Yesterday we celebrated the Solemnity of the Most Sacred Heart of Jesus and today we follow with the Memorial of the Immaculate Heart of the Blessed Virgin Mary. The Church has chosen to put these two special days back-to-back to impress on us that the essence of Christian life is love: a divine Heart giving itself entirely in love, and our human hearts responding with love for love. Our quest for holiness is rooted in Jesus’ divine Heart overflowing with love for us; our response, in imitation of Mary’s great love for her Son who is her Lord, is to welcome his love and allow it to bear fruit in our lives. Within these two Hearts we find both the key to our salvation in Jesus Christ and the key to our mission in his service.

The readings today are all about mission, as the young Jesus begins his and as the aging St. Paul perseveres in his. In the Gospel, we find Jesus and his parents on pilgrimage in Jerusalem. They are a faithful Jewish family, fulfilling their mission as they understand it, following the traditions and laws as God instructed his people through Moses. The Holy Family is the model for the life of every family. We are encouraged and strengthened by the example of Jesus, Mary, and Joseph, living in obedient faith in daily life.

Still, it is God who is in charge, not us. Mary and Joseph are surprised to discover that the twelve-year-old Jesus has such a strong sense of his mission from the Father that he stays behind in the temple, absorbed in discussion with the teachers. When his parents discover that he is not with them, they rush back and are “astonished” to find him there in the temple, where “all who heard him were astounded at his understanding and his answers.” We can only imagine their mixed emotions of anxiety, sorrow, surprise, anger, and confusion. When they ask Jesus why he has behaved in such a way as to cause them “great anxiety,” he directs their hearts to the mysterious plan of the Father: “Did you not know that I must be in my Father’s house?” Jesus’ response is not a rebuke but a reminder that our primary obedience is to the Father. Even parents, who have responsibility for the care and welfare of their children, receive their important duties from the Father. Jesus is obedient to Joseph and Mary, but his mission comes from the Father, and it takes precedence over his human family.

The insight of the young Jesus sheds light on our own efforts to be faithful to our mission. How often we struggle to commit ourselves to the will of God first in the midst of daily life with all its practical demands – in our families, in our work and our neighborhood, even in our own hearts. Putting God first takes a life-long effort of wisdom and discernment, and a day-to-day commitment to persevere.

The Gospel gives us a further insight into how to continue in our mission each day. When Jesus returned home with his parents, they still did not understand what he meant, but “his mother kept all these things in her heart.” We are struck by this tender description of Mary’s interior life, characterized by humility and love. We strive to imitate her in our own response to all the things of God that we do not understand. The heart is the place we keep and protect all that we hold dear; it is our treasury of love. Even when we are troubled or hurt or anxious or sorrowful, we can still hold all our concerns in our hearts, in the interior space where God dwells within us.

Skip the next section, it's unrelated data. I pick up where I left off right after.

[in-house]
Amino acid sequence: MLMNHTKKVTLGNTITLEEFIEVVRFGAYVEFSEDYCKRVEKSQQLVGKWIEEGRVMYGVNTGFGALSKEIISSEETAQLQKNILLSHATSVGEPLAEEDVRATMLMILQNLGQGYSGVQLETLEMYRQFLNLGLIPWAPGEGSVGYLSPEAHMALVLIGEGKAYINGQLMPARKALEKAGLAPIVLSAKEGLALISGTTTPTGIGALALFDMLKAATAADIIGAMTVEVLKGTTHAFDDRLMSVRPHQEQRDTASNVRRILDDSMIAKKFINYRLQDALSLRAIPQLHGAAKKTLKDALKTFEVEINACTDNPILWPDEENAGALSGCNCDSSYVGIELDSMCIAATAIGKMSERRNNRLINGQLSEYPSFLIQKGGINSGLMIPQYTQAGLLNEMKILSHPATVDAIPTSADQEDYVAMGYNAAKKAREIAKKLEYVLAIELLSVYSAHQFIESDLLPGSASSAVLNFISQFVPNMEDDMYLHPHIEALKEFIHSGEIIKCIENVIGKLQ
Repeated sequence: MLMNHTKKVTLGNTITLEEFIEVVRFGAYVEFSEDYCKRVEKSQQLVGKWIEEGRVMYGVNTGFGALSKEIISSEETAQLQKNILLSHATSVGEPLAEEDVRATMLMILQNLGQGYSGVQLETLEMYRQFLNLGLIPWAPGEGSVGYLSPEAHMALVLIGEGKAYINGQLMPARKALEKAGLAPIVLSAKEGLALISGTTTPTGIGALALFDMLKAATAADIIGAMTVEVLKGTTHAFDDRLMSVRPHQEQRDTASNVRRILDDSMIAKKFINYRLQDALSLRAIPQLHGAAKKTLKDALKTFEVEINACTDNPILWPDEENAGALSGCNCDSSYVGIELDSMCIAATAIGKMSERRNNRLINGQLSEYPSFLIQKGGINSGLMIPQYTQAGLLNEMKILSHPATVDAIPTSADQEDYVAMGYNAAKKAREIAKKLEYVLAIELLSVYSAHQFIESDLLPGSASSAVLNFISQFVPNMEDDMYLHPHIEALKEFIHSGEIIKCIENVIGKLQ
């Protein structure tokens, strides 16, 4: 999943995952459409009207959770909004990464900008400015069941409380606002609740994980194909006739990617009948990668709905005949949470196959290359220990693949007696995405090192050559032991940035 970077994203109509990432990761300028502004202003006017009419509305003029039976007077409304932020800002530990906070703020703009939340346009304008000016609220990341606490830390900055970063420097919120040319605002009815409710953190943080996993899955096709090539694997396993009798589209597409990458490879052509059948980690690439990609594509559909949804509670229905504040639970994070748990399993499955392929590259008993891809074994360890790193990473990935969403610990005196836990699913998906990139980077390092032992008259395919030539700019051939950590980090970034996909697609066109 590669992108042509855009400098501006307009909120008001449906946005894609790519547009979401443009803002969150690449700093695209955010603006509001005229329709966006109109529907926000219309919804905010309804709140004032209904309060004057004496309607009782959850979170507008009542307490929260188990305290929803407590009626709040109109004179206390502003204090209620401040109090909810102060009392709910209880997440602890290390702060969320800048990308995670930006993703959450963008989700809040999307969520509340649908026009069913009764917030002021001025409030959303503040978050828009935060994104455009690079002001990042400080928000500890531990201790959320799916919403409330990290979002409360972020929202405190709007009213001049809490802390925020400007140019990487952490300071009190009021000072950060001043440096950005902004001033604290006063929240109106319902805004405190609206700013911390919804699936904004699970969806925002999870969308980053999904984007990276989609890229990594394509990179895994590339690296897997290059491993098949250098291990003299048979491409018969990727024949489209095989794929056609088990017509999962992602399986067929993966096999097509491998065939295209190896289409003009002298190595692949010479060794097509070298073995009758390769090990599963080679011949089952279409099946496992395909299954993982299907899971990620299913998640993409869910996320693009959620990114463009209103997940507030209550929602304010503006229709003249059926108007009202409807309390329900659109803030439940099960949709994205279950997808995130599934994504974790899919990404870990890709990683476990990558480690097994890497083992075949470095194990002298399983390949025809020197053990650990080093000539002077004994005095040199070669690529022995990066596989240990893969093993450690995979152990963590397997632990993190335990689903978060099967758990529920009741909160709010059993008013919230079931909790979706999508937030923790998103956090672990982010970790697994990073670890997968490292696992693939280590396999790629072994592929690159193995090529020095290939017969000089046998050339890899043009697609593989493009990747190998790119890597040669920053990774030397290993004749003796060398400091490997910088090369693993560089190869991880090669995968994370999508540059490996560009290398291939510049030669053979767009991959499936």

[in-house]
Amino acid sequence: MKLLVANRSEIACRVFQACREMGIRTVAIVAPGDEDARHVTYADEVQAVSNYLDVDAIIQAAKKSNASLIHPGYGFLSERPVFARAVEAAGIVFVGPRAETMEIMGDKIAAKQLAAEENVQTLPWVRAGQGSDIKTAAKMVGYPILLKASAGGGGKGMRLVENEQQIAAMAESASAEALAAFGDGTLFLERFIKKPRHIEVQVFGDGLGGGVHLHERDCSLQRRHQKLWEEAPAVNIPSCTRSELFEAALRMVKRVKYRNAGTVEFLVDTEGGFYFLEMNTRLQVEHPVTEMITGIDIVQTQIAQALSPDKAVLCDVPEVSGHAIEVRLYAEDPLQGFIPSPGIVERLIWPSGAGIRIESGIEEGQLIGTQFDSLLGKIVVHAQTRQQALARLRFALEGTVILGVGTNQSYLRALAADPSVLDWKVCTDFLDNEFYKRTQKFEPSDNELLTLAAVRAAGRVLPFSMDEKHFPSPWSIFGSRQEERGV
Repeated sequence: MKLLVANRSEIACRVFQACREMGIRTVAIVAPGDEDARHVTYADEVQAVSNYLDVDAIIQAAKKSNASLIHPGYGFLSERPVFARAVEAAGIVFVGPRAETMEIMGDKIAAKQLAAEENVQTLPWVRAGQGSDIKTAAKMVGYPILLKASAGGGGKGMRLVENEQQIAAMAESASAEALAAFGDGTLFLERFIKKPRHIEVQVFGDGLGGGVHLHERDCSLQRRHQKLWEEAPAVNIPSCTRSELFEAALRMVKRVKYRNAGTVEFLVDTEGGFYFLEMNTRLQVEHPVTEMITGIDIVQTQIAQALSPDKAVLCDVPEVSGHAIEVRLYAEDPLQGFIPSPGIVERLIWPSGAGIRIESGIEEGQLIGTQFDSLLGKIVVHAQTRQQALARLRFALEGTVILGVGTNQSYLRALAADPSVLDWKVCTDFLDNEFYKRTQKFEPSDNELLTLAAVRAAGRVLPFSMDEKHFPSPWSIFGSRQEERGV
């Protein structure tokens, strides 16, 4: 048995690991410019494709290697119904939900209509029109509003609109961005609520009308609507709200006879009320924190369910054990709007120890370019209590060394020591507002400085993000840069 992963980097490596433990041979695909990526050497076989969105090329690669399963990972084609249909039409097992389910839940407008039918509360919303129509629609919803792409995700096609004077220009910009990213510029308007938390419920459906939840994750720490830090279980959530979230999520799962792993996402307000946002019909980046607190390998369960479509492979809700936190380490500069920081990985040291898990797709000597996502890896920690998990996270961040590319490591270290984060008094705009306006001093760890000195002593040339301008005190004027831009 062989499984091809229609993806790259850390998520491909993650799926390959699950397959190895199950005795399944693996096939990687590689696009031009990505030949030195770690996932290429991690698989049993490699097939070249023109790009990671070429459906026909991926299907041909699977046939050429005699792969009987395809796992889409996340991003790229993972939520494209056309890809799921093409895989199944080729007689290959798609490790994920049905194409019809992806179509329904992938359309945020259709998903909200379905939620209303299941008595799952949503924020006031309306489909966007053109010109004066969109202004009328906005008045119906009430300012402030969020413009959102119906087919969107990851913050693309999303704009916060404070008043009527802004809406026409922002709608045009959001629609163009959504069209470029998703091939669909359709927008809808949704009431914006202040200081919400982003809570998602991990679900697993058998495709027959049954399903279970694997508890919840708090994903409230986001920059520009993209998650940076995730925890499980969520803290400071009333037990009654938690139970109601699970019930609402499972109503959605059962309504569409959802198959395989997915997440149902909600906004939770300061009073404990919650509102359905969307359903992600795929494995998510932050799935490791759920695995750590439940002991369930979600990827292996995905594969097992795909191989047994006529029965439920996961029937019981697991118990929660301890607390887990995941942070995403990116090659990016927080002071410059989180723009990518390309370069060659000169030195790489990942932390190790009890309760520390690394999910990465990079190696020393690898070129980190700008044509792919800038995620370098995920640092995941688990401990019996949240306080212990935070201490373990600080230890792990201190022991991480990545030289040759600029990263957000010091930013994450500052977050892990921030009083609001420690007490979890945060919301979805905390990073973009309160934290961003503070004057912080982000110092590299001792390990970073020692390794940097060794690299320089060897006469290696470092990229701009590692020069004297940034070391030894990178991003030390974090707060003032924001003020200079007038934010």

St. Paul’s heart was full of the love of God; he carried the treasure of the Gospel in the earthen vessel of his humanity (cf. 2 Cor 4:7). In today’s first reading he is aware that he is nearing the end of his earthly mission: “I am already being poured out like a libation, and the time of my departure is at hand.” His concern is not for himself but for the continued mission of his young protégé Timothy. Timothy has received the same treasure, the Gospel, and must, like Paul, “perform the work of an evangelist” and fulfill his ministry. Paul’s advice to Timothy is also precious counsel for us all: “be persistent whether it is convenient or inconvenient; convince, reprimand, encourage through all patience and teaching.” We keep this wisdom in our hearts as we pursue our mission, learning from Mary how to ponder the word and put it into practice each day.

What lessons from the treasury of her Immaculate Heart does Mary have for me today? How has pondering the word faithfully each day enriched my life with wisdom and discernment? What is blocking me from welcoming the word into my heart?

Excerpt from The Anawim Way, Volume 20, no. 5. More information about The Anawim Way may be found here.